Marines with 2nd and 3rd Intel Battalion, Ground Sensor Platoon, under tactical control of Joint Task Force North, work in support of the U.S. Border Patrol in detecting, identifying, and alerting USBP of potential narcotics smuggling, human trafficking and illegal personnel.
Working in conjunction with the U.S. Border Patrol, the primary mission is to detect transnational threats to the homeland in order to prevent terrorists’ weapons, including, weapons of mass destruction, from entering the United States.
Several drug trafficking organizations smuggle high volumes of illegal narcotics from Mexico to the United States for mass distribution. Drug smugglers use the heavy vegetation of to avoid surveillance and observation from U.S. Border Patrol in an attempt to evade detention and processing.
When apprehended by USBP, undocumented aliens or UDAs are processed and then are transferred to other government agencies for final disposition such as release with court date or deportation. In cases where drugs are involved, the drugs are confiscated and handed over to the Drug Enforcement Agency for proper disposal.
Having the Marines there provides a second set of eyes to support the mission. Marines place these sensors along the border in areas of interest known to be popular for crossing.
“These sensors allow the border patrol agents to cover more territory with fewer personnel, allowing them to capture UDA’s and Drug Trafficking Organizations personnel smuggling narcotics from Mexico into the U.S.,” said Col. Russ Draper, the Regional Support Team Chief, Joint Task Force North. “The Marines are providing a valuable service by helping to increase the capacity to secure the border.”
Another device Marines use is an imager, which set up similar to a sensor, is not easily detected. Unlike a sensor, when the imager is activated it captures a picture which can make for easy identification of traffickers.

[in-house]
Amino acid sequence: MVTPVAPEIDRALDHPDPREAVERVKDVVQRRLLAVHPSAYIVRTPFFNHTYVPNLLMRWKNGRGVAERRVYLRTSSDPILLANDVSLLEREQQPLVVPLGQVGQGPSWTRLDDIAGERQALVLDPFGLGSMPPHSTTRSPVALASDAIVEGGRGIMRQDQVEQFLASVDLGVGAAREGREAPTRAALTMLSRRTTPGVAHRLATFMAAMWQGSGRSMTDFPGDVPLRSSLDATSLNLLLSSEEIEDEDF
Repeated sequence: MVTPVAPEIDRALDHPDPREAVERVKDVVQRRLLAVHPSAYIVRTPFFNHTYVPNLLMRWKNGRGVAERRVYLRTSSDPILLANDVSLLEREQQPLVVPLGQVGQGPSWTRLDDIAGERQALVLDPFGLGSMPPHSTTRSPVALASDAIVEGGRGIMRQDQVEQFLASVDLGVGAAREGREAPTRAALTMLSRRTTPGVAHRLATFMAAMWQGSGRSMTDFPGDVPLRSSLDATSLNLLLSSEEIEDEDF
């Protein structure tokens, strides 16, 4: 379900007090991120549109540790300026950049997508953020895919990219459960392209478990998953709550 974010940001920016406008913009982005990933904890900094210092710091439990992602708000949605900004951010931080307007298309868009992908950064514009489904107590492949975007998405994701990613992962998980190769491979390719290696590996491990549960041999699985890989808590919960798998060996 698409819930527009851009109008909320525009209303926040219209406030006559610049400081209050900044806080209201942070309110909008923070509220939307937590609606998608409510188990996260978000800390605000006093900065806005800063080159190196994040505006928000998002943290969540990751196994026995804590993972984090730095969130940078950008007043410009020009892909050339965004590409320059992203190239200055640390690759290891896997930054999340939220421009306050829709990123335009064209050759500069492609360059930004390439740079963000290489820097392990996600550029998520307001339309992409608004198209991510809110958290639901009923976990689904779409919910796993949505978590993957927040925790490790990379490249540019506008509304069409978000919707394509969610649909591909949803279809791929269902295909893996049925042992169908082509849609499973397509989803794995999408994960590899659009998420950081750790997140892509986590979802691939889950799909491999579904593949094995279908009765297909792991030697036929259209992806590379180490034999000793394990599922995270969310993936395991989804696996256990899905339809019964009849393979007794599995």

“The Marine Corps is providing a unique capability that not many organizations have,” Draper said. “Their professionalism and behavior is impacting JTF-N and enhancing the relationships with the partners they work alongside.”
Marines rotated 12 or 24 hour duty evolutions depending on the station they were at. During their duty, Marines watched for activations and when they saw something suspicious they would call it in to the Border Patrol, who would relay the message to agents they have in that area to investigate.
The set-up of some of the stations allowed the Marines to work side-by-side with the Border Patrol agents, but for other stations it is important they maintained good communication with each other. With good cooperation, it makes working together easier and allows the group to achieve their common goal.
“It’s been a lot of fun, and is really cool to work with another government agency,” said a tactical remote sensor systems technician with 3rd Intel Bn, GSP. “We learn a lot from each other which makes for a really good experience.”
Working with the Border Patrol provided mutual benefits for the Marines. Not only were they able to help, but as a deployment they gained experience in handling and utilizing their equipment.
“We have been coming out here for several years now,” said the section leader with 2nd Intel Bn, GSP. “It’s a great way to employ our gear and get real-world training. You can’t recreate this kind of environment and it allows us to test all our capabilities with our equipment.”
In past years, the Marines had supported a two-month mission where they would spend only a little time at each station before moving on to the next. This year’s mission enabled them to bring more gear and cover a greater expanse of the border so they could monitor all stations for the entire operation.
“We love supporting the Border Patrol and want to catch the illicit activity that comes across just as much as they do,” said the section leader with 2nd Intel Bn, GSP. “The mission allows us to support the Border Patrol for an extended period of time without losing coverage along the border.”
With great success during the operation, the Marines have high hopes of returning in the upcoming years.
“We all play a really pivotal role here and we work well together,” said a tactical remote sensor systems technician with 3rd Intel Bn, GSP. “I believe we’ll have a lot of success in the future.”
Story by Cpl. Brianna Gaudi